In phonetics, an occlusive, sometimes known as a stop, is a consonant sound produced by blocking airflow in the vocal tract, but not necessarily in the nasal tract. The duration of the block is the occlusion of the consonant. An occlusive may refer to one or more of the following, depending on the author:
- Stops, also known as plosives, are oral occlusives, where the occlusion of the vocal tract stops all airflow, oral and nasal.
- Nasals, also known as nasal stops, are nasal occlusives, where occlusion of the vocal tract shifts the airflow to the nasal tract.
- Implosives, in which the airstream differs from typical stops and affricates. no examples in English.
- Ejectives, with yet another airstream. no examples in English.
- Click consonants, such as the exclamation tsk! tsk! made when expressing reproach often humorously or pity, are double occlusives with yet a fourth airstream mechanism. They may be oral occlusives, nasals, affricates, or ejective.
- Affricates such as English / tʃ, / dʒ / are partial occlusives. Typically stops and affricates are contrasted, but affricates are also described as stops with fricative release, contrasting with simple stops = plosives.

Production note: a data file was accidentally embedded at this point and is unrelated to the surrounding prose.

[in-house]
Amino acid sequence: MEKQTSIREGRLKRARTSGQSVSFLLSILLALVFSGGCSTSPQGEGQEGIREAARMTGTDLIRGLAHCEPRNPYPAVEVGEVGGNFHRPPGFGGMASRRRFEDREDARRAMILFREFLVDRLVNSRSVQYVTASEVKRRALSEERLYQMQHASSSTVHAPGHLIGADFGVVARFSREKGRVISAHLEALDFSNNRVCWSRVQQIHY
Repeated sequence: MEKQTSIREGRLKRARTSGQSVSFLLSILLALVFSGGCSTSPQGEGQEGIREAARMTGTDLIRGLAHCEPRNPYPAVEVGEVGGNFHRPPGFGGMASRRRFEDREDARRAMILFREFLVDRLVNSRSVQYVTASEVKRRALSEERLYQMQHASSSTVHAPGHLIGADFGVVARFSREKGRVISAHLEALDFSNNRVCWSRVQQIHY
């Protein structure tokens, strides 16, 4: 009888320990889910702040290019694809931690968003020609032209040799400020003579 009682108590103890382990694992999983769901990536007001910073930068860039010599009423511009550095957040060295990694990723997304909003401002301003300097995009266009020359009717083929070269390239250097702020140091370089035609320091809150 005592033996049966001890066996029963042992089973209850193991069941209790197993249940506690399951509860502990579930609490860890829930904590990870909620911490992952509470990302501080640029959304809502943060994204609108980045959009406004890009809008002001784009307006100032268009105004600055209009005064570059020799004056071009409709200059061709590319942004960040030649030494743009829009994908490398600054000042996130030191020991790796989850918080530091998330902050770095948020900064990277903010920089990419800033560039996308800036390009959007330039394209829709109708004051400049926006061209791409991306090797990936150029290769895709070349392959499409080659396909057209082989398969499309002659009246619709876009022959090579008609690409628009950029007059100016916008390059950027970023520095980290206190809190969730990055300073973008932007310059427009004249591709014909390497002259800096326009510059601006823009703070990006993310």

Oral occlusion may mean any of the above, in addition to nasal occlusives, but typically means stop / explosive. Nasal occlusive can be used to distinguish simple nasal sounds from the nasal other.
Stop conditions and occlusion contradictory uses in the literature. They can be synonyms, or they can distinguish the nasality here. However, some authors use them in opposite senses, and cease to be a General term oral stop, nasal stop, an occlusive and limited oral consonants. Ladefoged and Maddieson 1996 prefer to distinguish the stop from the nose. They sayNote that what we call simply nasals are called nasal stops by some linguists. We avoid this phrase, preferring to reserve the term stop for sounds in which there is a complete interruption of airflow.